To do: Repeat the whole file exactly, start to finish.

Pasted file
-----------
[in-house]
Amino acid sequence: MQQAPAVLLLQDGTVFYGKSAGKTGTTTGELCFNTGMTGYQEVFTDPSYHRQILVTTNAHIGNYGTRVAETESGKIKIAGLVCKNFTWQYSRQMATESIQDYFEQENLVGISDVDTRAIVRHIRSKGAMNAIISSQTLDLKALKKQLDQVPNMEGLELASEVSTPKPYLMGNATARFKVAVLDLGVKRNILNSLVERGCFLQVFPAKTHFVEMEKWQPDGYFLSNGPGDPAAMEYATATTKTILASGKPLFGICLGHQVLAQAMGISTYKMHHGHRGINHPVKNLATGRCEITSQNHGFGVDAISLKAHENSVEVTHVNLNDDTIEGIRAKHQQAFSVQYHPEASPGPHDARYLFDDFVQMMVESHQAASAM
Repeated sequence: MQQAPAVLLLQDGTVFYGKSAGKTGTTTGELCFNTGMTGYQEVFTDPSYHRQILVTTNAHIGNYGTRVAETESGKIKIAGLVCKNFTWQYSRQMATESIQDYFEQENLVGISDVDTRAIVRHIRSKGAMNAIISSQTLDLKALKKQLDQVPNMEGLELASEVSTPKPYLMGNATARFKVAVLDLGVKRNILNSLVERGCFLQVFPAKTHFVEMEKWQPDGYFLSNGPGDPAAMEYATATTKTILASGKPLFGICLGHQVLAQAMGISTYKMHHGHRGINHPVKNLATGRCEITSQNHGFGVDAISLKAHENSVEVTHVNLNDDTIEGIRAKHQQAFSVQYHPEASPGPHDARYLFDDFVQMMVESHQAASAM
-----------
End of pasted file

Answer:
[in-house]
Amino acid sequence: MQQAPAVLLLQDGTVFYGKSAGKTGTTTGELCFNTGMTGYQEVFTDPSYHRQILVTTNAHIGNYGTRVAETESGKIKIAGLVCKNFTWQYSRQMATESIQDYFEQENLVGISDVDTRAIVRHIRSKGAMNAIISSQTLDLKALKKQLDQVPNMEGLELASEVSTPKPYLMGNATARFKVAVLDLGVKRNILNSLVERGCFLQVFPAKTHFVEMEKWQPDGYFLSNGPGDPAAMEYATATTKTILASGKPLFGICLGHQVLAQAMGISTYKMHHGHRGINHPVKNLATGRCEITSQNHGFGVDAISLKAHENSVEVTHVNLNDDTIEGIRAKHQQAFSVQYHPEASPGPHDARYLFDDFVQMMVESHQAASAM
Repeated sequence: MQQAPAVLLLQDGTVFYGKSAGKTGTTTGELCFNTGMTGYQEVFTDPSYHRQILVTTNAHIGNYGTRVAETESGKIKIAGLVCKNFTWQYSRQMATESIQDYFEQENLVGISDVDTRAIVRHIRSKGAMNAIISSQTLDLKALKKQLDQVPNMEGLELASEVSTPKPYLMGNATARFKVAVLDLGVKRNILNSLVERGCFLQVFPAKTHFVEMEKWQPDGYFLSNGPGDPAAMEYATATTKTILASGKPLFGICLGHQVLAQAMGISTYKMHHGHRGINHPVKNLATGRCEITSQNHGFGVDAISLKAHENSVEVTHVNLNDDTIEGIRAKHQQAFSVQYHPEASPGPHDARYLFDDFVQMMVESHQAASAM